At 22, Nell Freudenberger -- arguably the summer's hottest young writer -- turned down a job at Random House. Smart move. She went to Bangkok instead, teaching English to 15-year-olds, and then spent the following summers exploring India. Her exotic travels, and the inevitable loneliness a foreigner feels in a borrowed country, shape the five stories in her eagerly awaited debut collection, ''Lucky Girls.''
New York-born, Los Angeles-bred, and Harvard-educated, Freudenberger was no Stateside slouch. In between her far-flung adventures, she picked up an MFA from New York University and an editorial assistant job at The New Yorker, where word of her early-morning writing routine soon got around. ''Lucky Girls,'' the tale of a young American woman in Bombay reeling from the death of her older Indian lover, was published in the magazine's 2001 Summer Fiction issue. Agents and publishers quickly descended. While a $500,000 check was reportedly waved in her face, she sold ''Lucky Girls'' for a much smaller amount and better editorial chemistry at Ecco, an artsy division of HarperCollins. (''The [winning] offer was really, really generous,'' says Freudenberger, now 28. ''But I definitely have thought, Oh, my God, am I crazy?!'')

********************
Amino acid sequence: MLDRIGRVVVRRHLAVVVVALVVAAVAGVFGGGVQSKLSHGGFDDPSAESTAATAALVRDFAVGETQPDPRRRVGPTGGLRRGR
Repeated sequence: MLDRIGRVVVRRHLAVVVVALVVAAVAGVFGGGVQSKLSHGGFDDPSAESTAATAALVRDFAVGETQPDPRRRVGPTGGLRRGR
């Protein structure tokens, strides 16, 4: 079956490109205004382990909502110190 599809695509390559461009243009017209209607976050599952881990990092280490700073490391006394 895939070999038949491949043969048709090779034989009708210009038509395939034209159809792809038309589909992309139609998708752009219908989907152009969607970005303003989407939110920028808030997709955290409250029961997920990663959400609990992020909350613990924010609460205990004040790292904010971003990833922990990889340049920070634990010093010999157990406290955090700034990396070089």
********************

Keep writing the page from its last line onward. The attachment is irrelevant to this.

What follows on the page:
Such good fortune can make a girl nervous. ''Of course it was wonderful to get a book deal,'' she says, ''but that [period] was so full of anxiety it was hard for me to enjoy.'' Faced with the sudden pressure to produce an actual book, she headed back to Bombay, computer in tow, renting rooms in a boardinghouse and with a local family. ''Once I got there -- I think this always happens when you travel -- but whatever you're worried about suddenly doesn't seem like such a big deal.''